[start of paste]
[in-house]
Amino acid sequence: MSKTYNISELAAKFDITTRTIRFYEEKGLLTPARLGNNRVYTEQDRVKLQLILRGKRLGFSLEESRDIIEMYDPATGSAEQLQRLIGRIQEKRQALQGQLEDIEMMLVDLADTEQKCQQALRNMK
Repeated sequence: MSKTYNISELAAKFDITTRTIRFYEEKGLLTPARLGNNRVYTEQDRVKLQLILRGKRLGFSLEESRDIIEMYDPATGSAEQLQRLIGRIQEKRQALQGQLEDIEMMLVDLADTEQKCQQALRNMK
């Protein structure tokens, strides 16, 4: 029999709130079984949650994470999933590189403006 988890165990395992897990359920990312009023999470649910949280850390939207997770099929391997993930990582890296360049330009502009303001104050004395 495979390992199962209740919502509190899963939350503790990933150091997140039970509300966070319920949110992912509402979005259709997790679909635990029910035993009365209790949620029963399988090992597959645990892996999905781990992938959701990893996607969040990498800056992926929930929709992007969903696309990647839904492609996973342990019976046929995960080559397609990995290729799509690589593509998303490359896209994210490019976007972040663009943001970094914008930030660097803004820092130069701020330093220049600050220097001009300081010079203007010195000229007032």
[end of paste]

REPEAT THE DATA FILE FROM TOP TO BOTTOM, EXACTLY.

[in-house]
Amino acid sequence: MSKTYNISELAAKFDITTRTIRFYEEKGLLTPARLGNNRVYTEQDRVKLQLILRGKRLGFSLEESRDIIEMYDPATGSAEQLQRLIGRIQEKRQALQGQLEDIEMMLVDLADTEQKCQQALRNMK
Repeated sequence: MSKTYNISELAAKFDITTRTIRFYEEKGLLTPARLGNNRVYTEQDRVKLQLILRGKRLGFSLEESRDIIEMYDPATGSAEQLQRLIGRIQEKRQALQGQLEDIEMMLVDLADTEQKCQQALRNMK
């Protein structure tokens, strides 16, 4: 029999709130079984949650994470999933590189403006 988890165990395992897990359920990312009023999470649910949280850390939207997770099929391997993930990582890296360049330009502009303001104050004395 495979390992199962209740919502509190899963939350503790990933150091997140039970509300966070319920949110992912509402979005259709997790679909635990029910035993009365209790949620029963399988090992597959645990892996999905781990992938959701990893996607969040990498800056992926929930929709992007969903696309990647839904492609996973342990019976046929995960080559397609990995290729799509690589593509998303490359896209994210490019976007972040663009943001970094914008930030660097803004820092130069701020330093220049600050220097001009300081010079203007010195000229007032």